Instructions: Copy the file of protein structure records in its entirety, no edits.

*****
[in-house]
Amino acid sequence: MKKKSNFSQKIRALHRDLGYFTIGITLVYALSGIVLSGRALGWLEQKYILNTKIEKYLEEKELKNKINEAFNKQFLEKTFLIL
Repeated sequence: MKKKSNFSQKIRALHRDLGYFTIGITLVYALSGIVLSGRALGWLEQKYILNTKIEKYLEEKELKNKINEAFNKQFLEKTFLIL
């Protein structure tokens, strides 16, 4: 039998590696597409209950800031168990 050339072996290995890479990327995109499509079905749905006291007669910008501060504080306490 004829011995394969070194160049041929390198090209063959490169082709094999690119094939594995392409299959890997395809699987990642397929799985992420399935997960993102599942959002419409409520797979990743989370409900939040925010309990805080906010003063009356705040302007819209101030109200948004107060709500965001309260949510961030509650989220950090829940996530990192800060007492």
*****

[in-house]
Amino acid sequence: MKKKSNFSQKIRALHRDLGYFTIGITLVYALSGIVLSGRALGWLEQKYILNTKIEKYLEEKELKNKINEAFNKQFLEKTFLIL
Repeated sequence: MKKKSNFSQKIRALHRDLGYFTIGITLVYALSGIVLSGRALGWLEQKYILNTKIEKYLEEKELKNKINEAFNKQFLEKTFLIL
């Protein structure tokens, strides 16, 4: 039998590696597409209950800031168990 050339072996290995890479990327995109499509079905749905006291007669910008501060504080306490 004829011995394969070194160049041929390198090209063959490169082709094999690119094939594995392409299959890997395809699987990642397929799985992420399935997960993102599942959002419409409520797979990743989370409900939040925010309990805080906010003063009356705040302007819209101030109200948004107060709500965001309260949510961030509650989220950090829940996530990192800060007492």